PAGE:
Innovation in International Business and Its Aspects

Introduction

Innovation is an important factor in the modern business world. Innovations push businesses forward, and every business should adopt some innovative practices in order to stay in the competition. International business is not an exception. Moreover, both international corporations and national companies that are involved in international trade are affected by innovation as a factor in markets and in development. Innovation may involve new technological solutions (e.g. inventions) or new managerial practices (e.g. new business models). The importance of innovation for international business will be assessed from three perspectives: cooperation, competition, and development.

Cooperation

First of all, innovation is important for international business because innovation requires cooperation, and international businesses that work on innovation are brought closer together. Hovhannisyan and Keller (2015) found that international business traveling is capable of promoting innovative technologies and business practices in developing markets if entrepreneurs from developed markets travel to developing markets.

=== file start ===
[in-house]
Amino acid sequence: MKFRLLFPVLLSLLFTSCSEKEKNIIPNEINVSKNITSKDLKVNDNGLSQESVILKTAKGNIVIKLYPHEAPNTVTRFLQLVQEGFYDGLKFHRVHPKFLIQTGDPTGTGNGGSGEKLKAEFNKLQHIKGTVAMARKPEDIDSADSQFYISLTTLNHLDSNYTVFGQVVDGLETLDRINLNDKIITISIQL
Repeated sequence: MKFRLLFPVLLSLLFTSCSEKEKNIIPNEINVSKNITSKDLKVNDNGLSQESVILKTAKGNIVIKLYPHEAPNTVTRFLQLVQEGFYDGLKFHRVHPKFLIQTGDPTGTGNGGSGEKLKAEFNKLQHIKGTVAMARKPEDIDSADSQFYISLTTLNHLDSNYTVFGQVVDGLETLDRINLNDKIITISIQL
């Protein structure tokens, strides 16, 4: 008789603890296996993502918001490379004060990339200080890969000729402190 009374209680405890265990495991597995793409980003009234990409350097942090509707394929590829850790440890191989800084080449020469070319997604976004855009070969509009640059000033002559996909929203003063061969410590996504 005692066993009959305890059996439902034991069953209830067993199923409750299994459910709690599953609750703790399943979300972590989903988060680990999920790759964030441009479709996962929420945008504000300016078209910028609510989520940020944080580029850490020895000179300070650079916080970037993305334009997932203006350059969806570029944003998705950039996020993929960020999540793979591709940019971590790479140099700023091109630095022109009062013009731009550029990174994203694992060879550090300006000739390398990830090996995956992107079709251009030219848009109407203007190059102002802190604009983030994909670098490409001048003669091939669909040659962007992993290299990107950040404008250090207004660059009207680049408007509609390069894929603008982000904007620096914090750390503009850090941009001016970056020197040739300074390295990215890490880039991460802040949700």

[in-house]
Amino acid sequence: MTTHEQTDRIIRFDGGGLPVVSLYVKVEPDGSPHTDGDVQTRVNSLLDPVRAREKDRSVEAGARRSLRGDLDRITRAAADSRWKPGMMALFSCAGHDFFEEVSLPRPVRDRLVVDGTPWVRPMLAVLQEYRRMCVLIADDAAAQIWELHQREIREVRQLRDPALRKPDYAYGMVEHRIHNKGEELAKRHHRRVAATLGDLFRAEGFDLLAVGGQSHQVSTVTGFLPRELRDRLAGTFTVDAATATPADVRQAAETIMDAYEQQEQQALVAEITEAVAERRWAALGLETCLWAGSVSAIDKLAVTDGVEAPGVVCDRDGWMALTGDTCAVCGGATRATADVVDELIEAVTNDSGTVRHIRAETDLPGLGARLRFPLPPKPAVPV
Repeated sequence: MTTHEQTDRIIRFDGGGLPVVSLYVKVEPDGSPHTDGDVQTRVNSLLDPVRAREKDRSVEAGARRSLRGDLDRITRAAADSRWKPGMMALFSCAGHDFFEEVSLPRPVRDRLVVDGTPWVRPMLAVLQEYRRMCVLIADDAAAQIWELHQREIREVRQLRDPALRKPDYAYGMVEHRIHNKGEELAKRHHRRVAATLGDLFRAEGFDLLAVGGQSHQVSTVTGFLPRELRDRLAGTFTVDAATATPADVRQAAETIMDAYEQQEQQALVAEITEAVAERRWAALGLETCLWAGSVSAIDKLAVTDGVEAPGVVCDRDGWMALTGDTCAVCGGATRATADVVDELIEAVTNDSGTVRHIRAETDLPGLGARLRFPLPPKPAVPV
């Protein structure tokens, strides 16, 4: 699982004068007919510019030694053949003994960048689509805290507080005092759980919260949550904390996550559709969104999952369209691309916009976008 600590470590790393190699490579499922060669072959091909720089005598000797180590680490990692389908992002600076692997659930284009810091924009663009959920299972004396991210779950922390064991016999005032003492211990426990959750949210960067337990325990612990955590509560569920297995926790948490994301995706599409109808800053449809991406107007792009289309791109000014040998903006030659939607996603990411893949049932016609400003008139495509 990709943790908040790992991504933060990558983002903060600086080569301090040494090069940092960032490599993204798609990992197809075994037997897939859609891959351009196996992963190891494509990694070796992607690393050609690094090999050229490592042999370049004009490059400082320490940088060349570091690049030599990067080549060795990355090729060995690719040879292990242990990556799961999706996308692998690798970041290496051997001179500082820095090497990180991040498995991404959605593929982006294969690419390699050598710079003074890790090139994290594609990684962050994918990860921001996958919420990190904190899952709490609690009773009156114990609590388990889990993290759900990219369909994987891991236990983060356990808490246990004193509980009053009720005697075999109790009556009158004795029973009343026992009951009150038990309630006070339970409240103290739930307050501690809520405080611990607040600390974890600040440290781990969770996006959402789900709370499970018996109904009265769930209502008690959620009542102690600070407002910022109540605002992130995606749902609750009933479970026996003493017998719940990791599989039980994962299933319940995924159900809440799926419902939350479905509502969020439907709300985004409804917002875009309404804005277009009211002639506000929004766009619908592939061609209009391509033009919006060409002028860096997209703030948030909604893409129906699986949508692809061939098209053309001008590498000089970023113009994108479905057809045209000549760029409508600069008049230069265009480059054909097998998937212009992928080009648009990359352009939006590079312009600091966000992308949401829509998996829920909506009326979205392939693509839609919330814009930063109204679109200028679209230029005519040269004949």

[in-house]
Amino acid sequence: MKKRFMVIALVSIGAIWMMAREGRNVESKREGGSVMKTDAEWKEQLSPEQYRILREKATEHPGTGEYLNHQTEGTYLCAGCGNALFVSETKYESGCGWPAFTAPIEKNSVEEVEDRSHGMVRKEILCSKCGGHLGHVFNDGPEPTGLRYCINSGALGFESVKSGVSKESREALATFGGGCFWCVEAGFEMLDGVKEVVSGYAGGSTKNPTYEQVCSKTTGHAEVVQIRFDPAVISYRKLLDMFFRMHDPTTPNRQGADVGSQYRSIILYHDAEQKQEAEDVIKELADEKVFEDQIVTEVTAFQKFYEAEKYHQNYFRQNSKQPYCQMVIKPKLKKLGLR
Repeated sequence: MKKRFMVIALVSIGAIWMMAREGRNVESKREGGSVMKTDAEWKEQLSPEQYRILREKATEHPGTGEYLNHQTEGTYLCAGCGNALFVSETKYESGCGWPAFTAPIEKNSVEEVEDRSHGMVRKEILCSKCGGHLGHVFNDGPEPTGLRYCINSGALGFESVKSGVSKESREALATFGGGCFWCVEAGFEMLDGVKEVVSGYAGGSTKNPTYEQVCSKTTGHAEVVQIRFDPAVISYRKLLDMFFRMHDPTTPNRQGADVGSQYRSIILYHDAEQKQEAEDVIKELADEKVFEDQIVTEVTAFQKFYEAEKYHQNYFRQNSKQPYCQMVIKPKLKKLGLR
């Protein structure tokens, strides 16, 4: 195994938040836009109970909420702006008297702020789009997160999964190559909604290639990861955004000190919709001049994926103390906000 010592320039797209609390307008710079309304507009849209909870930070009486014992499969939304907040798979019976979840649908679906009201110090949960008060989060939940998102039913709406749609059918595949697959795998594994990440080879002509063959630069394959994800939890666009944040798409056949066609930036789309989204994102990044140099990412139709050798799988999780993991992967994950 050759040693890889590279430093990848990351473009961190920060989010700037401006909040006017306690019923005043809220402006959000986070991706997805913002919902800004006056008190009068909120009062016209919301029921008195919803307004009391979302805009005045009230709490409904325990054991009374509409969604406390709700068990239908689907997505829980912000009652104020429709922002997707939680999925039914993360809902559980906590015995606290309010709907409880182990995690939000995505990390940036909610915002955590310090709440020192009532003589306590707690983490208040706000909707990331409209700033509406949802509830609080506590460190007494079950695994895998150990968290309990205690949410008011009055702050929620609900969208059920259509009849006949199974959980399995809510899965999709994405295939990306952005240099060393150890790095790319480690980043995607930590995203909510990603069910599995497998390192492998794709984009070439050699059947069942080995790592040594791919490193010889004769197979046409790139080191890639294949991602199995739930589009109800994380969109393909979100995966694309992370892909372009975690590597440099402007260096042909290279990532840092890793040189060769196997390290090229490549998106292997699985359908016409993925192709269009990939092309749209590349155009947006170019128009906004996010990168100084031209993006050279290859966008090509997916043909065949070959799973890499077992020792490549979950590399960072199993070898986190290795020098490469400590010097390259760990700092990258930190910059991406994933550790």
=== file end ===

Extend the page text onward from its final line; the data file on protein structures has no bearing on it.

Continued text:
It is important that despite the availability of modern communication technologies, such as video chat and instant messaging services, many businesspersons today still prefer to negotiate face-to-face. This practice of traveling to other countries personally for collaboration is an important component of innovative projects in technology transfer that promote international trade. Upon discovering that business air travel increases innovation, Hovhannisyan and Keller (2015) suggest that making air travel cheaper for entrepreneurs can contribute to the economic growth of different countries.

In the context of cooperation, it should be noted that innovation often deals with advanced technology or complicated systems for which the resources of just one country’s market may be insufficient. As businesses recognize that more extensive cooperation is needed to succeed in innovative projects, they are more encouraged to work across borders. Further, as their business connections are established in innovative projects, those businesses are likely to extend their cooperation and engage in continued international trade. However, businesses do not have to work on innovations alone.